Reviewed first on endzeitgeist.com, then submitted to Nerdtrek and GMS magazine and posted here and on OBS.

Endzeitgeist out.


This optional side-quest module for the Dungeonlands-saga clocks in at 37 pages, 1 page front cover, 1 page editorial, 1 page ToC, 1/2 page advertisement, 1 page RD, 1 page back cover, leaving us with 31 1/2 pages of content, so let's take a look!

This module is basically a sidequest in the fight against the legendary Lich-Queen - but one that can have serious repercussions in Part III of the saga - hence, I'd advise the GM to use this module either during the trip through the Machine of the Lich Queen or as part of the journey towards her Palace in book III of the saga.

This being an adventure-review, the following review, unsurprisingly, features copious SPOILERS. Potential players should jump to the conclusion.

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All right, still here? Only GMs around? Good! Once, even the fabled Lich-Queen Ayrawn was mortal and, as mortals are wont to do, she had a companion, a lover, a consort - an anchor, a chance for redemption, a man who would recoil from the darkened paths she embarked upon - this man was Horarion. When the angel Anat was sundered from the heavens and bound, the psyche of the lich-queen sundered Horarion's mansion on Paxcetel, sending it spiraling towards the eternal Maelstrom, leaving, in spite of his arcane prowess, but a single portal, a tenuous connection to the lich-queen's realm, a shining portal you can place at your leisure within the Dungeonlands-saga.

Thus, Horarion remained in his isolated mansion - a place where arcane magic has its own weight, potentially inducing fatigue in casters and thus adding a nasty additional difficulty - and no, there is no means of escaping Pacetel here either - though the mansion's challenges are pronounced indeed - when the stable master has a CR of 12 and a unique variant chimera has taken up roost in the stables, you're in for a treat...and yes, there also is the Shalguath, a unique spirit ox to be found here. Death lurks at every corner here - Horarion has, for example, invested a part of his soul into a tapestry within his sanctum - and yes, the PCs may actually be eaten by the RUG in this room. Killer rug...explain that to your deity once you stand before them in the after-life...funny...and lethal.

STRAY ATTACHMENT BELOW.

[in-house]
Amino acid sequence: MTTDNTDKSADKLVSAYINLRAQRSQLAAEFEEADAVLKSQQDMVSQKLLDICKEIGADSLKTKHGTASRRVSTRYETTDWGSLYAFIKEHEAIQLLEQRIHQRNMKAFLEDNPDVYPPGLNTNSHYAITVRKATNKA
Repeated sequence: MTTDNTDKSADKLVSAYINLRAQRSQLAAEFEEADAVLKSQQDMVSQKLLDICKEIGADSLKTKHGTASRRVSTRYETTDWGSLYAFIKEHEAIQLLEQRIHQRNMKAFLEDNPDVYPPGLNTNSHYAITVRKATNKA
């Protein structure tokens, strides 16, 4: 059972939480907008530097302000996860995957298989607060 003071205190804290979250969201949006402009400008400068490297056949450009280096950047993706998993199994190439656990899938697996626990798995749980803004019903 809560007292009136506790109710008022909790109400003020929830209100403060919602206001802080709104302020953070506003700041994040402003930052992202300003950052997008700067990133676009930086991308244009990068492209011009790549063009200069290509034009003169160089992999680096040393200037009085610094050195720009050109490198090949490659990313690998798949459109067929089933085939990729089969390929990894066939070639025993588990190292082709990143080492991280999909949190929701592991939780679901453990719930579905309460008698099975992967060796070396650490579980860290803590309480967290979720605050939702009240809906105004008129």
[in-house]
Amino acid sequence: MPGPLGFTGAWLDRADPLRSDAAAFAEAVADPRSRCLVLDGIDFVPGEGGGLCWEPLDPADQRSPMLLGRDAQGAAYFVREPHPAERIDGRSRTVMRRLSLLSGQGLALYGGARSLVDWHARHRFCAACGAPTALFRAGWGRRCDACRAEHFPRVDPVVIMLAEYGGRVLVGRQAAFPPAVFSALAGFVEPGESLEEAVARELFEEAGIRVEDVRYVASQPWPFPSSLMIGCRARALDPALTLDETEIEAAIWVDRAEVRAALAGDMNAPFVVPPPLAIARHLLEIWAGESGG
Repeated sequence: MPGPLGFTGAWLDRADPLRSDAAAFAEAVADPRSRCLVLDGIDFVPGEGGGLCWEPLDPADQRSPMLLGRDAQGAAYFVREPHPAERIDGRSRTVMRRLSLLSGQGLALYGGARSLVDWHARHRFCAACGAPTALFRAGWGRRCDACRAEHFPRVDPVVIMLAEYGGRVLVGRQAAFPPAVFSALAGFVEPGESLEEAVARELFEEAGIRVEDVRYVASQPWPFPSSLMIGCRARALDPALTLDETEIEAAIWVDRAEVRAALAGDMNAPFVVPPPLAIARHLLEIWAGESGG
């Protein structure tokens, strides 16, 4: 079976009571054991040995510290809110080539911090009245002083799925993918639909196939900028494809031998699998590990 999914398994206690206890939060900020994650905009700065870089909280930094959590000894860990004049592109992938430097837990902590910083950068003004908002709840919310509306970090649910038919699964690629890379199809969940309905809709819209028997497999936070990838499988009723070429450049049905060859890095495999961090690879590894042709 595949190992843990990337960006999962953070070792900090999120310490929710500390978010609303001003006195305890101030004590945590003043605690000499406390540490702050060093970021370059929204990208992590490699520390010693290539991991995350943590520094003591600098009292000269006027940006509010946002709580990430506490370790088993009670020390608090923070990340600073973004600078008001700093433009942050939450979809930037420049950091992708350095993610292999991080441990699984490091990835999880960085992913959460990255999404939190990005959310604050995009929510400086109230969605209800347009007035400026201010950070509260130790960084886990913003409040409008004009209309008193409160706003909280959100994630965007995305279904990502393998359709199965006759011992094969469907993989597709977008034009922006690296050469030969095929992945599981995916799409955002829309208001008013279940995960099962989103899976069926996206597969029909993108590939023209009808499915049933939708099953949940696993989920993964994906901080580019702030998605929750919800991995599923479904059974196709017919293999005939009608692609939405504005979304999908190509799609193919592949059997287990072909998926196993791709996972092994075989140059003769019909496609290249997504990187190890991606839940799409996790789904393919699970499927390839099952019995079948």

A storm of feral spirits locked away, a bathhouse containing a truly disturbing, unique aberration (including powers-granting waters) - lethal. Speaking of which - the empowered waste-disposal disintegrate trap is brutal indeed. The PCs can also do battle with spawning, supreme swordsmen and test their mettle against a unique taiga linnorm...And the vault of Horarion is no less lethal...and contains, among deadly adversaries, an unlikely item: A loom. This item is what makes the tapestry-versions of Horarion basically immortal and maintains the stasis of the islet - destroying the loom makes millennia catch up with the strange inhabitants of Horarion's refuge - which btw. also include odd bark mummies and peris...and the destruction also makes it possible to defeat the three tapestry-bound Horarions, with each destruction providing a new power for a hero, though the types of said powers and their wordings have minor glitches - it's e.g. "mind-affecting", not "mind-effecting" and proper EX, SU, SP-codification would have been in order. Destroying the final tapestry unleashed what has become of Horarion - an undead baneful Noumenon, accompanied by unique hazards, as the house itself creates stony arms, weird roof-beam elementals animated by his power - a brutal boss fight that ends either in death or by learning what Horarion knew, gaining perhaps the most potent weapon against the lich queen...for the destruction sends the PCs back to where their journey to Horarion's domain began. Still, it should be noted that the non-statblock elements, i.e. the hazards and precise presentation o the combat-relevant rules herein could have used a slightly tighter wording - as written, these components require some work from the GM.